Apple is one of the largest provider of digital ecosystems. Through the company's consumer devices, Apple delivers the experience of seamless integration between its products, privacy and security, scrutiny over software and apps, and more.
It's also one of the most strict in enforcing its policies and rules over its ecosystems, and that it requires others who want to be part of its ecosystems to obey, or get kicked out.
This is why Apple has many enemies.
For example, Epic Games in suing Apple alleging Apple is a monopoly. Then there was Parler that got kicked out from the App Store after it failed to introduce a moderation plan to protect public safety.
Tim Cook is at this time, the CEO of Apple. Sitting right at the crosshairs of many of its competitors and developers, as well as investigators, Tim Cook is regarded as both an anticompetitive leader, and also a hero.
But that he couldn't be careless. What the public sees in him, does not change the way he wants to lead Apple.
When he took the CEO title, Apple's market cap was close to $350 billion. This time, Apple is worth more than $2 trillion. Cook managed to lead Apple beyond most people's expectations. Cook has helped brought the publicly-traded company, to become one of the most valuable companies in the world.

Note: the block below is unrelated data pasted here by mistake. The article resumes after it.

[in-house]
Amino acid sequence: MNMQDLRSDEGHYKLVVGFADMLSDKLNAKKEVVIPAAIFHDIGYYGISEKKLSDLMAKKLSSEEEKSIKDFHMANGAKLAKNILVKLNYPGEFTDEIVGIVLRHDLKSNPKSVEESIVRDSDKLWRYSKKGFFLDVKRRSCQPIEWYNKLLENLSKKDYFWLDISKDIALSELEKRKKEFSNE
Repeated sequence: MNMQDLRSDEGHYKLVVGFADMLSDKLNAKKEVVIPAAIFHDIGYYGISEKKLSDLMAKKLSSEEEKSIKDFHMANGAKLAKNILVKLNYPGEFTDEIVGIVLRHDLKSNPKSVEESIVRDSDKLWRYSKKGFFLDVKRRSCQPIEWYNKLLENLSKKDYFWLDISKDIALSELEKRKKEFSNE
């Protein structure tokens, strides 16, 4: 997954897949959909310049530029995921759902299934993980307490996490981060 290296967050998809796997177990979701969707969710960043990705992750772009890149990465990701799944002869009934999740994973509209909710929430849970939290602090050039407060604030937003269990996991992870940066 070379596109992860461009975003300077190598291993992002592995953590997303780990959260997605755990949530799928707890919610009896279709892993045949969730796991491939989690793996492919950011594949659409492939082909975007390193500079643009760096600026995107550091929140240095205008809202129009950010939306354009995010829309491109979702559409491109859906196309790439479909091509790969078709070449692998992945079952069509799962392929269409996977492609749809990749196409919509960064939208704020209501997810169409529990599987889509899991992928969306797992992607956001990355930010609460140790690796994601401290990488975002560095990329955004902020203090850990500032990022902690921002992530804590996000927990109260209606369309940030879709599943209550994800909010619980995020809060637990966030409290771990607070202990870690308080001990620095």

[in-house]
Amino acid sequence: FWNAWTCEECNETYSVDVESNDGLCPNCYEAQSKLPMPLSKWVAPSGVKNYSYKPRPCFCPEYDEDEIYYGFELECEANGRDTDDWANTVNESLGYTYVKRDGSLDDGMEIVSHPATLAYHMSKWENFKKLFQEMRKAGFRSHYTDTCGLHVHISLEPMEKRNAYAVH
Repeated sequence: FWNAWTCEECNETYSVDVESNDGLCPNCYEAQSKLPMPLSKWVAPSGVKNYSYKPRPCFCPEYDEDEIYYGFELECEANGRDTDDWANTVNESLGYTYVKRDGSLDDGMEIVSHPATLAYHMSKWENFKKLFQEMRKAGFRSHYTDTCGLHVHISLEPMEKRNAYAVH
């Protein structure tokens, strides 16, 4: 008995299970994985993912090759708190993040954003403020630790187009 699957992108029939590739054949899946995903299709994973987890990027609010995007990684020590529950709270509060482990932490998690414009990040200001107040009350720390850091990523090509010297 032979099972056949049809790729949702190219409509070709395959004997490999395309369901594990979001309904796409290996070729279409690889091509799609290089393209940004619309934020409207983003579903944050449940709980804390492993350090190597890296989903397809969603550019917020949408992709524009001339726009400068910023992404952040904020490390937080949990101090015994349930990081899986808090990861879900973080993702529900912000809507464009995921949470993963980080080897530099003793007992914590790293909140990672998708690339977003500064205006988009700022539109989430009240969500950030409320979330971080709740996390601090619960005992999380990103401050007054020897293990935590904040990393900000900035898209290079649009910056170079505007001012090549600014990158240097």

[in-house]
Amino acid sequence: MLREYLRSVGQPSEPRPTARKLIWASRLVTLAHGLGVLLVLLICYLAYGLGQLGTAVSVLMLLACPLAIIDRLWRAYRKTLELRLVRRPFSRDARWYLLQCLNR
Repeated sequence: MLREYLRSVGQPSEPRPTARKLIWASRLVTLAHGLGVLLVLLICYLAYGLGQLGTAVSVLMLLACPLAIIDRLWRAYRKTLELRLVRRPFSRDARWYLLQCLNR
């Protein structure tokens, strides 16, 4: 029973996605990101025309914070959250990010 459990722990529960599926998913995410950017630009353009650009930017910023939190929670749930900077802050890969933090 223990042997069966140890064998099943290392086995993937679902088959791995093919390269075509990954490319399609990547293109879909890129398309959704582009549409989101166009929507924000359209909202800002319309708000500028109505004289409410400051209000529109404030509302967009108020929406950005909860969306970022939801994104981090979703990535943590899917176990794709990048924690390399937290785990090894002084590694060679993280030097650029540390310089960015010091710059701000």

Cook is a successful leader, feared if not loved.
In a podcast episode of Sway with journalist Kara Swisher, the CEO said that he is “not focused on Facebook” or others' issues with Apple regarding privacy.
He said that privacy evolution is “not aimed at a company, it’s aimed at a principle.”
And in the case of Facebook, Cook said that what Apple is doing, is only giving users the choice.
After all, he said, "we’re not in the social networking business," suggesting that Cook never sees Facebook as a competitor.
" [...] I think that you can do digital advertising and make money from digital advertising without tracking people when they don’t know they’re being tracked. And I think time will prove that out. I’ve heard this about other things we’ve done in the past that it’s almost existential and it wasn’t. I don’t buy that."
Instead of focusing on things like that, Cook is putting more interest in the development of Augmented Reality (AR). Through the technology, the CEO believes that it can benefit everyone, including consumers and Apple.
Cook himself acknowledged that AR usage is increasing, but the world is yet to experience the technology at its full extent.
While AR features are already available on the iPhone and the iPad, but the scope is still very limited.
Cook is not known to talk about future products. This is why he also declined to discuss Apple’s specific product initiatives, such as AR glasses that can superimpose digital images onto the physical world or an autonomous vehicle.
"Yeah, I’m not going to answer that question," Cook replied to one of the questions regarding future Apple products.
However, the CEO has been mentioning AR quite often in his public appearances. This suggests that AR is Apple's next big thing, and this interview at Sway indirectly confirmed that.